Spontaneous Creation

Home-Made: Contemporary Russian Folk Artifacts, by Vladimir Arkhipov, Fuel Publishing, 304 pages, 180 color pictures, 2006. ISBN 0-9550061-3-9

Folk Archive: Contemporary Popular Art from the UK, by Jeremy Deller and Alan Kane, Book Works, 158 pages, 2005. ISBN 1 870699-81-5

Folk Archive book coverHome-Made book coverTwo recent books from abroad attempt to document the spontaneous art making of ordinary people, one broadly and one eccentrically.

Folk Archives, from Britain, covers a wide range of vernacular expression, from protest posters to shop signs. Home Made, also published in Britain, takes a certain kind of ingenuity as its subject, specifically creative responses to the acute scarcity of consumer goods in the Soviet Union and its aftermath.

Folk Archives collects the more obviously artistic material, including a number of conventional (if sometimes clearly self-taught) paintings and sculpture, where the artifacts of Home-Made are far more prosaic – flashlights, screwdrivers and floor lamps, among other things.

While the bodies of work in some instances feel familiar (hand-painted shop signs from Britain, a cloth toy animal from the Soviet Union), in others they seem rather alien. The British protest art doesn’t track to any living tradition in the U.S., nor do the makeshift knives and forks from Russia. As hand-crafted utilitarian objects, though, the Russian pieces resonate with traditional folk craft, and like those objects they occasionally attain aesthetic distinction. Home Made makes a strong case that even the most mundane of these objects convey a message about the society and the people who made them.

The primary folk tradition resonating in the Soviet material is a strain of getting by with what you’ve got. “It was necessary to make a record box as there were records but no box,” explained one practical-minded creator.

For author Vladimir Arkhipov, who has collected more than a thousand of these makeshift items, this material helps explain the stagnation for which Soviet society was notorious: “Each person who can make something with his hands prefers to make something small and concrete rather than uniting with others to change their lives. Everyone still struggles with their own problems alone.”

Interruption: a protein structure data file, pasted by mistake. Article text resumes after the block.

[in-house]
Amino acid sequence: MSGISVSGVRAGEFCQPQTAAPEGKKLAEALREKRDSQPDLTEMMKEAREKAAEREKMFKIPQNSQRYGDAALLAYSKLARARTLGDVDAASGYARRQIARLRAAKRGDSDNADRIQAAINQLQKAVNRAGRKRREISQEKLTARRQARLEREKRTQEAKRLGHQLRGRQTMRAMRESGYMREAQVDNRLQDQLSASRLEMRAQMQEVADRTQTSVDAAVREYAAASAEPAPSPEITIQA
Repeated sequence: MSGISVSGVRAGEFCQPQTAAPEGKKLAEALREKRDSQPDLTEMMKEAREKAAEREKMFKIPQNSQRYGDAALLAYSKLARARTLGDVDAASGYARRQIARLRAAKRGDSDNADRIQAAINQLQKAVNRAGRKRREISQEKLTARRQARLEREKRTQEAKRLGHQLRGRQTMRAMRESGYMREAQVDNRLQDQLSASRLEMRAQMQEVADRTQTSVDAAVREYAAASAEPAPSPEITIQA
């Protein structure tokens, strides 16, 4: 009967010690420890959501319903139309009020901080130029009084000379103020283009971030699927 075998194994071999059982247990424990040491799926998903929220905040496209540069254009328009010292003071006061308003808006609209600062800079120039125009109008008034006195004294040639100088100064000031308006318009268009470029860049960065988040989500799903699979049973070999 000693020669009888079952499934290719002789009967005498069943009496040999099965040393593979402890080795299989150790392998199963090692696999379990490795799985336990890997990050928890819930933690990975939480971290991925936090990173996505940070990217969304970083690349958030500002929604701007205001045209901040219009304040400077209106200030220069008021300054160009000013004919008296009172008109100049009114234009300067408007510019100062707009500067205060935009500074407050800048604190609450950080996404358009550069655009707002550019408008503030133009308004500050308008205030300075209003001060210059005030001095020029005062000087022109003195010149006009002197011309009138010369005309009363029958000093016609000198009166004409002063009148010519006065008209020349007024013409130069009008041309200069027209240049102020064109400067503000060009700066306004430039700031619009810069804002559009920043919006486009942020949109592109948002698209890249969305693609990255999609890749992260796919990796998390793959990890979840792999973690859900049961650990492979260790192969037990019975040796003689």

The finest examples of these small things, whatever their sociological implications, constitute a reminder that expressive is not the only important result of creativity as expressiveness. Elegance can be an equal source of delight. Radio and TV aerials, one made from forks, one from baskets and some from stray bits of wire, are abstract sculptural figures worth of aesthetic contemplation, if only by coincidence. As Arkhipov points out, “The most interesting visual traces left by creation are those that have not been subject to conscious aesthetic assessment by their creators.”

Along with these visual traces, the creators leave behind evidence of a sort of petty heroism, as well as an ingenuity that still has the ability to intrigue.

The creations documented in Folk Archives tend to be more expressive in intent, and demonstrate a wide range of meaning indeed. The documentation ranges over baked goods, customized cars, customized underwear, tattoos and Princess Diana shrines, among other things. The profusion of decoration and expression hardly allows for a unifying theme similar to the matter-of-factness of the Home-Made material. But a clear message does come through the eclecticism, and that’s the anything-goes spirit that is nowhere more visible than in untutored creation.

Among the most interesting examples in the book is a building from Cardiff whose windows are all covered with protest-sign handwriting reminiscent of Missouri’s Jesse Howard. Protest materials make up a whole genre in this collection as do both prison art and the decorative effusions of public festivals. All in all, it provides a taste of the British popular culture landscape that you are unlikely ever to see unless you live there — and go out of your way to notice.

A version of this review originally appeared in Outsider magazine, published by the Intuit: The Center for Intuitive and Outsider Art.

One thought on “Spontaneous Creation

  1. I declare myself,a outsider of art.
    Full of Ideas and projects,and soo will be able to carry them out.
    In my new studio on the 3rd floor of our HISTORICAL HOME in NJ.
    Philip Freneau was a Revolutionary war Poet and lived here allmost 200 yrs ago.For Christmas I gave my Husband his own site,
    philipfreneau.com you can learn all about this Rascal,as Jefferson called him often. I am working on dolls with tattoos, well orignial art of rock starrs,and there tags….also many animal art peices in clay!
    This is a great site and full of inspiration! thanks,linda
    outsider of art,I am trying to submitt my site through my web site host and I dont see it come up here? What do I need to do diffrently to acheive that engine searchability here???
    happy creating!

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